Sunday, 25 December 2011

Banks Struggle With Euro Contingencies

LONDON—As the euro-zone debt crisis intensified in recent months, at least two global banks took steps to install back-up technology systems that could handle trades in old European currencies like drachmas, escudos and lire.

That, the banks quickly found, is not so easy in a financial world that is trying to both exhibit confidence in the ailing euro and—just in case—plan for its possible demise.

Technology managers at the banks contacted Swift, the Belgium-based consortium that manages the network used in financial transactions, said people familiar with the matter. The banks wanted Swift's technology support and the currency codes that would be necessary to set up the backup systems.

But Swift declined to provide some information for such contingency planning, including whether old codes could be used in the system, said the people familiar with the matter.  

That is partly because officials there feared that releasing the information could fuel further doubts and instability in the euro zone, these people said. 

It is a relatively minor setback for banks, as they look at everything from loan agreements to the safety of their branch staff in the event of one country's withdrawal from the euro currency.

But it illustrates the road blocks that politicians, banks and companies in Europe face as they attempt to simultaneously prepare for a euro-zone break up while assuaging market fears.

"As soon as you start contingency planning   . . . it can become a foregone conclusion," said Alastair Newton, senior political analyst at Nomura PLC.  "But if things go wrong and you don't have plans in place, you're in trouble."

Such planning comes as the idea of euro-zone break-up is still frowned upon in many corners.
European Central Bank President Mario Draghi this past week said that such speculation about the euro's demise is "morbid."

Nevertheless, governments, finance firms and corporations have been quietly stepping up plans in the past several weeks to prepare for a worst-case scenario.

The Financial Services Authority, the U.K.'s bank watchdog, has sent letters to the country's major banks asking for updates on their level of preparedness, and a similar dialogue has begun between banks and regulators in the U.S. in recent weeks, said the people familiar with the matter.

The U.K. Foreign Office has begun making contingency plans to evacuate U.K. residents from Spain and Portugal in the case of bank meltdowns in those countries, said a person familiar with the matter. In a sign of concern over stirring panic, a spokesman was tight-lipped about details apart to say that office is always preparing for all types of scenarios.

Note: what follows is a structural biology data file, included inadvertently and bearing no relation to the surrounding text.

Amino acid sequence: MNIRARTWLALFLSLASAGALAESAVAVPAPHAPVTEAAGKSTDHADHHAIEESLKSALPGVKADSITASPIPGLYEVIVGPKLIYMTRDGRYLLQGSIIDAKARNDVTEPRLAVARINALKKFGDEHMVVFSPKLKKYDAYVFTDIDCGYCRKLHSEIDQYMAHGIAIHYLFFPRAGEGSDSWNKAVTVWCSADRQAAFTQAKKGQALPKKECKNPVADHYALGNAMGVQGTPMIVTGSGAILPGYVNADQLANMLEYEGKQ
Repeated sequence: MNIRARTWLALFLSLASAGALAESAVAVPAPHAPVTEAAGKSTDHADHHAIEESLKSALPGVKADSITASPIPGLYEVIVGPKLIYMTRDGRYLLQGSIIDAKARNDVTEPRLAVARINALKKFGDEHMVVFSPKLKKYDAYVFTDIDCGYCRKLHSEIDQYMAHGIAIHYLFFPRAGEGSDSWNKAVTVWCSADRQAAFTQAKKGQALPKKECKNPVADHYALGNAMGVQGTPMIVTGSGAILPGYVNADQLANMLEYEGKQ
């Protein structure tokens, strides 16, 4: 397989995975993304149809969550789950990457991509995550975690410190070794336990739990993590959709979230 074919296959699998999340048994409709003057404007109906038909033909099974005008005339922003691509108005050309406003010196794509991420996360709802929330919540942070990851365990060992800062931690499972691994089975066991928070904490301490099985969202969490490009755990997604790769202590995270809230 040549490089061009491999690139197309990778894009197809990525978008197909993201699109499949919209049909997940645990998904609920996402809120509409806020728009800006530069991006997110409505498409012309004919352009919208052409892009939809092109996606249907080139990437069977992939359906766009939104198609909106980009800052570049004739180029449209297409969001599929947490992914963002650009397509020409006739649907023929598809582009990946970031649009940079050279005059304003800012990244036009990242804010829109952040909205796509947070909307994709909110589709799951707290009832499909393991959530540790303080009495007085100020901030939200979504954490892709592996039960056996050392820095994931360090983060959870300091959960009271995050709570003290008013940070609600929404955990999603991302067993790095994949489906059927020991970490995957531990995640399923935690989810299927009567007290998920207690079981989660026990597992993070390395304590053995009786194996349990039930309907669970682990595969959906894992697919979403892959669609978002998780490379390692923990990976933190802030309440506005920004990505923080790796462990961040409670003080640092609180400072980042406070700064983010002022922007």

In another sign of escalating fears, some corporate firms with operations in Greece and elsewhere in Southern Europe have begun transferring their cash out of Greece on almost a daily basis—compared to the normal two-week interval—as a precaution against a sudden loss in value if currencies are revived, said a banker familiar with the companies' transactions.

Prepping their systems to handle codes for old European of currencies is one way banks are taking steps to buffer themselves against major business disruptions if any country suddenly leaves the euro zone.

Currencies have three letter codes—such as USD for U.S. dollars—that banks use in a wide range of financial transactions, from complex investment-banking trades to the basic transfer of money. The codes are set by the Geneva-based International Standards Organization, and used by Swift, which is a co-operative company that formats and sends payment orders for some 10,000 firms in more than 200 countries. 

One question banks have, and have not been able to clarify, is whether codes for now-defunct currencies, such as GRD for the Greek drachma, will be valid in the current Swift system.

A Swift spokesman said the company is ready to take whatever actions are required to maintain normal operations, but that "it is not appropriate this time for Swift to comment on issues specifically associated with the euro zone."

 If a new currency emerges, it is handled by a maintenance agency affiliated with the International Standards Organization. A spokesman for that agency, SIX Interbank Clearing Ltd., said the agency has several projects looking at "dire scenarios" but the contingency plans for such scenarios have so far remained confidential.

Once a bank knows what the code is, it is relatively simple to set up a program for that new currency, according to technology experts. The bank must then tweak its infrastructure for expected volume and ensure data for counter-party banks are correct. Systems must then be modified and tested, said a technology executive at a bank in London, a process which takes one to two weeks.
Write to Sara Schaefer Munoz at